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Cereb Cortex. 2017 Sep 1;27(9):4478-4491. doi: 10.1093/cercor/bhw250.

Impaired Frontal-Limbic White Matter Maturation in Children at Risk for Major Depression.

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McGovern Institute for Brain Research, Massachusetts Institute of Technology, Cambridge, MA 02139, USA.
Department of Psychiatry, Harvard Medical School, Boston, MA 02115, USA.
Clinical and Research Program in Pediatric Psychopharmacology, Massachusetts General Hospital, Boston, MA 02114, USA.
Psychology and Neuroscience, University of Toronto, Toronto, Canada, ON M5S 1A1.
Department of Brain and Cognitive Sciences, MIT, Cambridge, MA 02139, USA.
Institute for Medical Engineering and Science, MIT, Cambridge, MA 02139, USA.


Depression is among the most common neuropsychiatric disorders. It remains unclear whether brain abnormalities associated with depression reflect the pathological state of the disease or neurobiological traits predisposing individuals to depression. Parental history of depression is a risk factor that more than triples the risk of depression. We compared white matter (WM) microstructure cross-sectionally in 40 children ages 8-14 with versus without parental history of depression (At-Risk vs. Control). There were significant differences in age-related changes of fractional anisotropy (FA) between the groups, localized in the anterior fronto-limbic WM pathways, including the anterior cingulum and the genu of the corpus callosum. Control children exhibited typical increasing FA with age, whereas At-Risk children exhibited atypical decreasing FA with age in these fronto-limbic regions. Furthermore, dorsal cingulate FA significantly correlated with depressive symptoms for At-Risk children. The results suggest maturational WM microstructure differences in mood-regulatory neurocircuitry that may contribute to neurodevelopmental risk for depression. The study provides new insights into neurodevelopmental susceptibility to depression and related disabilities that may promote early preventive intervention approaches.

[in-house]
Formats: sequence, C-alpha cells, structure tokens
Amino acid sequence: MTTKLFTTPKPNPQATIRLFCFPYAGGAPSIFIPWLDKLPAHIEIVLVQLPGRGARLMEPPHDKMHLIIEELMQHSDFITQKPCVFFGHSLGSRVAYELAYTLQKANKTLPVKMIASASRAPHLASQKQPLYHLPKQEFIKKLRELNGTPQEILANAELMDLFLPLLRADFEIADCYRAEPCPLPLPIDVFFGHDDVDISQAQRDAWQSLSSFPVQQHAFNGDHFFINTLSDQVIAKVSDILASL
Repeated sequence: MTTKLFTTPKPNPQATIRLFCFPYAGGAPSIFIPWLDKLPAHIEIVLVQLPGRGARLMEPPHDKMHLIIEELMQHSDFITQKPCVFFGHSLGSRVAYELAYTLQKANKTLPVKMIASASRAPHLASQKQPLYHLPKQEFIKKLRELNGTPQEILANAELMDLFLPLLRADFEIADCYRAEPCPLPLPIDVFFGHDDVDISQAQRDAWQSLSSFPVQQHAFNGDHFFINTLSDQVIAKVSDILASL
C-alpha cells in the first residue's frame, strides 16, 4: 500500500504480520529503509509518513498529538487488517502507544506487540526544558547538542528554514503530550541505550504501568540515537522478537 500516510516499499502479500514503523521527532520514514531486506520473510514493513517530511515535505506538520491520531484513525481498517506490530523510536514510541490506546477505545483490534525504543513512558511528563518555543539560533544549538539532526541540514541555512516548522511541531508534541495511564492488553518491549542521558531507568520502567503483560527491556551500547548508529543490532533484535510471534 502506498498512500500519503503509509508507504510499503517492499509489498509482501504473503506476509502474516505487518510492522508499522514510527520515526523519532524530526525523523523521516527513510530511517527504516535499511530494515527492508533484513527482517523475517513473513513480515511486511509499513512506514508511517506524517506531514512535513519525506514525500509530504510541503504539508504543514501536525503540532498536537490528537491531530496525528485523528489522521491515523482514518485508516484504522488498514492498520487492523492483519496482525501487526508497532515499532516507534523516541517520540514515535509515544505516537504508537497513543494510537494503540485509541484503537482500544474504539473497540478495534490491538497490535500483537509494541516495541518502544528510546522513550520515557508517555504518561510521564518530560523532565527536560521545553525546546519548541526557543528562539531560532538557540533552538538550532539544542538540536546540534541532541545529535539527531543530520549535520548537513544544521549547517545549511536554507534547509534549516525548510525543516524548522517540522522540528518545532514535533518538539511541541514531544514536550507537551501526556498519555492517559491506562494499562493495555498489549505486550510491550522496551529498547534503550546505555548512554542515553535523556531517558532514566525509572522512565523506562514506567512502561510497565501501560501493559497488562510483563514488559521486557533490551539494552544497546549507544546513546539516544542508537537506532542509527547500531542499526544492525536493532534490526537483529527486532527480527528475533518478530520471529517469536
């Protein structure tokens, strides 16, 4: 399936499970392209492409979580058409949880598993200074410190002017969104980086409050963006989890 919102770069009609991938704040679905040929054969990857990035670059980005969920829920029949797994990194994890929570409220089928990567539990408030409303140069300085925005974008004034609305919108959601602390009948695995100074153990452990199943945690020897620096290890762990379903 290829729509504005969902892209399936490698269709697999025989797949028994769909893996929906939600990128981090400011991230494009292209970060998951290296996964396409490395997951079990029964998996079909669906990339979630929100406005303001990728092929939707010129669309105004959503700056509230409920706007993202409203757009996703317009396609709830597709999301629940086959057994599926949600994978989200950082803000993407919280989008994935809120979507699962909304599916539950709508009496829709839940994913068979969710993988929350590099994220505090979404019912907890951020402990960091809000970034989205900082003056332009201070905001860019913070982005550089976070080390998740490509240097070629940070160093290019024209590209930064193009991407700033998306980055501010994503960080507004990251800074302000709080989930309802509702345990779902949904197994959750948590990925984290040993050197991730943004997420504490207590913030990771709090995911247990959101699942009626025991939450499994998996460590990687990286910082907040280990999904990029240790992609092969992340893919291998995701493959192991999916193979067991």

anterior cingulate; diffusion tensor imaging; frontal–limbic connectivity; major depression

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